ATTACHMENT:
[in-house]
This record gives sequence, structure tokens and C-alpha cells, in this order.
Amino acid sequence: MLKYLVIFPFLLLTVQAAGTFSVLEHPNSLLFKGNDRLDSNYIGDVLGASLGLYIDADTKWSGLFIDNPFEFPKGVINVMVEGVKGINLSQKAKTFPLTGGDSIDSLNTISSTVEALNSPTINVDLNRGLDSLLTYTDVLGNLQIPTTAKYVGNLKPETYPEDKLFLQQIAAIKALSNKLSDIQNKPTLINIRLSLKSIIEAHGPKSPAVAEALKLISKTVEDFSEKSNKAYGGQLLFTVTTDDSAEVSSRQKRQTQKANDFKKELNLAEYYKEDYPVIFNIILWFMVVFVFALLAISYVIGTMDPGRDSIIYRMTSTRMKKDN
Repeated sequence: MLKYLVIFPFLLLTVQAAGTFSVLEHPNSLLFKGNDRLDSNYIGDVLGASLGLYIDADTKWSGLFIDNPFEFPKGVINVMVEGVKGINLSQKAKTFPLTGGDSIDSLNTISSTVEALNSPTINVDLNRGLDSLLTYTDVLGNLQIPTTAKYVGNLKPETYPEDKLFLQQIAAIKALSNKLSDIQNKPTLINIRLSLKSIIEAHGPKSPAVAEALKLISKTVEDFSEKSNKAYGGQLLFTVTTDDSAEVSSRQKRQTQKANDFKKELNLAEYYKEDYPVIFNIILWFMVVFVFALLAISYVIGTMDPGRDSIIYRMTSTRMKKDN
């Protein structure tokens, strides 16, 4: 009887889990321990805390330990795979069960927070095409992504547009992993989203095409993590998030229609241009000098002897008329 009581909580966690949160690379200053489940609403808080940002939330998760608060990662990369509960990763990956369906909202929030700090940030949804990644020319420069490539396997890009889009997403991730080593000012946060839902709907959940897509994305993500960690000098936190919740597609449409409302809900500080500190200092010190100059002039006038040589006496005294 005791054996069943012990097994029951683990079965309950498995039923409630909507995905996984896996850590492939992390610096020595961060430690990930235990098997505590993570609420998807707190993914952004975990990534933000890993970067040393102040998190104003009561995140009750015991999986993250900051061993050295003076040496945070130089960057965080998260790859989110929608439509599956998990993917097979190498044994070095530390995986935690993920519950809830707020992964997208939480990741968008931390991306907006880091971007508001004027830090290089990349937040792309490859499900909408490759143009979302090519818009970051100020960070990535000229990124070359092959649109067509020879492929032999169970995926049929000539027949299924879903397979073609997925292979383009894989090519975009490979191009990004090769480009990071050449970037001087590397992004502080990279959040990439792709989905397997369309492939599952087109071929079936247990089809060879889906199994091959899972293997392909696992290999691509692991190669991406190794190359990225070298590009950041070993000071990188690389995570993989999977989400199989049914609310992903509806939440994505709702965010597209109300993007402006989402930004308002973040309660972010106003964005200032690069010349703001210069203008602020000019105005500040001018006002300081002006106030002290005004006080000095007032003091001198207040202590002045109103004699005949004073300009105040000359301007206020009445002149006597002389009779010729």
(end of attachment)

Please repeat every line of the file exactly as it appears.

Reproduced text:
[in-house]
This record gives sequence, structure tokens and C-alpha cells, in this order.
Amino acid sequence: MLKYLVIFPFLLLTVQAAGTFSVLEHPNSLLFKGNDRLDSNYIGDVLGASLGLYIDADTKWSGLFIDNPFEFPKGVINVMVEGVKGINLSQKAKTFPLTGGDSIDSLNTISSTVEALNSPTINVDLNRGLDSLLTYTDVLGNLQIPTTAKYVGNLKPETYPEDKLFLQQIAAIKALSNKLSDIQNKPTLINIRLSLKSIIEAHGPKSPAVAEALKLISKTVEDFSEKSNKAYGGQLLFTVTTDDSAEVSSRQKRQTQKANDFKKELNLAEYYKEDYPVIFNIILWFMVVFVFALLAISYVIGTMDPGRDSIIYRMTSTRMKKDN
Repeated sequence: MLKYLVIFPFLLLTVQAAGTFSVLEHPNSLLFKGNDRLDSNYIGDVLGASLGLYIDADTKWSGLFIDNPFEFPKGVINVMVEGVKGINLSQKAKTFPLTGGDSIDSLNTISSTVEALNSPTINVDLNRGLDSLLTYTDVLGNLQIPTTAKYVGNLKPETYPEDKLFLQQIAAIKALSNKLSDIQNKPTLINIRLSLKSIIEAHGPKSPAVAEALKLISKTVEDFSEKSNKAYGGQLLFTVTTDDSAEVSSRQKRQTQKANDFKKELNLAEYYKEDYPVIFNIILWFMVVFVFALLAISYVIGTMDPGRDSIIYRMTSTRMKKDN
């Protein structure tokens, strides 16, 4: 009887889990321990805390330990795979069960927070095409992504547009992993989203095409993590998030229609241009000098002897008329 009581909580966690949160690379200053489940609403808080940002939330998760608060990662990369509960990763990956369906909202929030700090940030949804990644020319420069490539396997890009889009997403991730080593000012946060839902709907959940897509994305993500960690000098936190919740597609449409409302809900500080500190200092010190100059002039006038040589006496005294 005791054996069943012990097994029951683990079965309950498995039923409630909507995905996984896996850590492939992390610096020595961060430690990930235990098997505590993570609420998807707190993914952004975990990534933000890993970067040393102040998190104003009561995140009750015991999986993250900051061993050295003076040496945070130089960057965080998260790859989110929608439509599956998990993917097979190498044994070095530390995986935690993920519950809830707020992964997208939480990741968008931390991306907006880091971007508001004027830090290089990349937040792309490859499900909408490759143009979302090519818009970051100020960070990535000229990124070359092959649109067509020879492929032999169970995926049929000539027949299924879903397979073609997925292979383009894989090519975009490979191009990004090769480009990071050449970037001087590397992004502080990279959040990439792709989905397997369309492939599952087109071929079936247990089809060879889906199994091959899972293997392909696992290999691509692991190669991406190794190359990225070298590009950041070993000071990188690389995570993989999977989400199989049914609310992903509806939440994505709702965010597209109300993007402006989402930004308002973040309660972010106003964005200032690069010349703001210069203008602020000019105005500040001018006002300081002006106030002290005004006080000095007032003091001198207040202590002045109103004699005949004073300009105040000359301007206020009445002149006597002389009779010729």